D-Wave Demo 2
The second big D-Wave demo was just a few days ago (November 13th, 2007). This time, they demonstrated some image recognition in conjunction with one of the world’s leading experts thereof, whose image recognition company was recently bought out by Google.
The chip demonstrated this time was a 28-qubit chip, but like on “Whose Line Is It Anyway?”, the points don’t necessarily matter (yet). I don’t know for certain the relevant numbers of this chip, but the relevant numbers of the 16-qubit chip in February (as Geordie presented on his blog back in March) were 6, being the largest number of variables for which any quadratic unconstrained binary optimisation problem of that size can be solved, and 42, being the number of tunable superconducting devices on the chip. In a nutshell, 6 bits of “useful” output and 42x bits of input (the usefulness of which is not as easy to determine, and x being the number of bits of precision). One might ask “Why only 6 useful bits of output when it’s a 16-qubit chip?” but this discrepancy is due to limits on the physics impacting the chip design in ways that I don’t fully understand. As a completely different example of this sort of discrepancy, the “7-qubit” joke made by some research group with NMR (i.e. by constructing a molecule and shooting lasers at it) has only 2 useful bits of output (i.e. the factor 3 in binary is 11) and 4 useful bits of input (i.e. the input number 15 in binary is 1111).
That sort of splitting hairs aside, I’m quite amazed at some of the poorly-written news articles this time around, with gems of illogic like this excerpt from The Guardian:
“Have commercial quantum computers finally arrived? … A Google scientist seems to hope so but, unfortunately, the answer is probably no. Dr Hartmut Neven, Google’s expert on image searching, was involved in a demonstration of quantum computing on Monday – even though most scientists are extremely doubtful that any real quantum computing took place.”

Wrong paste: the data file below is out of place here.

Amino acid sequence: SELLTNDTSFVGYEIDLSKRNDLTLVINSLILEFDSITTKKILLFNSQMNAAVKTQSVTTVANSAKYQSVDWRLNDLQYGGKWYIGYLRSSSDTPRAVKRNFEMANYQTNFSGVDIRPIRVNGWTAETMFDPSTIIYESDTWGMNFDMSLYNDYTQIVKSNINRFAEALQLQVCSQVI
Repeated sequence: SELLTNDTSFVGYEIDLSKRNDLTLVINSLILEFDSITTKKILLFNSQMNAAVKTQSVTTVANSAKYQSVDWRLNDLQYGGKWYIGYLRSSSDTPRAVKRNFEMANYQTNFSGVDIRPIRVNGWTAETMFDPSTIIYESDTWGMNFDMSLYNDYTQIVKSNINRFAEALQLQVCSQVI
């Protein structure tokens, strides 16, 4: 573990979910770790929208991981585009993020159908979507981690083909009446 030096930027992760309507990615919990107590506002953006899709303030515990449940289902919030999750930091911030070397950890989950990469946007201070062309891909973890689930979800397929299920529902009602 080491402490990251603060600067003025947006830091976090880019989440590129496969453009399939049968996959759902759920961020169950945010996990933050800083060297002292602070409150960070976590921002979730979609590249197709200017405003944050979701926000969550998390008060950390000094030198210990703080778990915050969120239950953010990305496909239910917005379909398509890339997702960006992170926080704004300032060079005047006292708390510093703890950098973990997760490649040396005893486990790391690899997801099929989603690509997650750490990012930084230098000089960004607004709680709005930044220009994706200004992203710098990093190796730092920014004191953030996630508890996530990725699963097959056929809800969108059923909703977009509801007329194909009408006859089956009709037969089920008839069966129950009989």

So…… is The Guardian implying that this guy who’s “Google’s expert on image searching” just got hit in the head repeatedly to the point where he believes whatever D-Wave told him? That makes NO SENSE! He’s one of the world’s top experts on image recognition. Give him a bit of credit! Regardless of what this pool of “most scientists” that seem not to have said anything but to The Guardian thinks of D-Wave, some world-class expert on something practical seems to think that D-Wave can help out with this practical application at which he’s an expert! I think any startup company that can get a commendation like that is probably bound for big success. Must…. stop…. ranting…. *sigh*
Anyway, there’s been a lot of confusion among non-experts about what problems D-Wave is and isn’t still facing. By problems, I mean things for which a solution is still unclear. Some of these things that aren’t problems as I’m defining the word here may still take a lot of work, but they have a potential solution known. I’d just like to clear up some of the confusion people have when asking me about D-Wave.
- Cooling a chip to 4 milliKelvin (0.004 degrees Celsius above absolute zero) is not a big problem for D-Wave, since refrigeration technology has come a long way in the past few decades and D-Wave has several experts on this subject.
- Chip fabrication is not a big problem for D-Wave (as far as I know). They could probably have a chip with 100,000 qubits made without much trouble; it just wouldn’t work without having tried chips of smaller sizes first.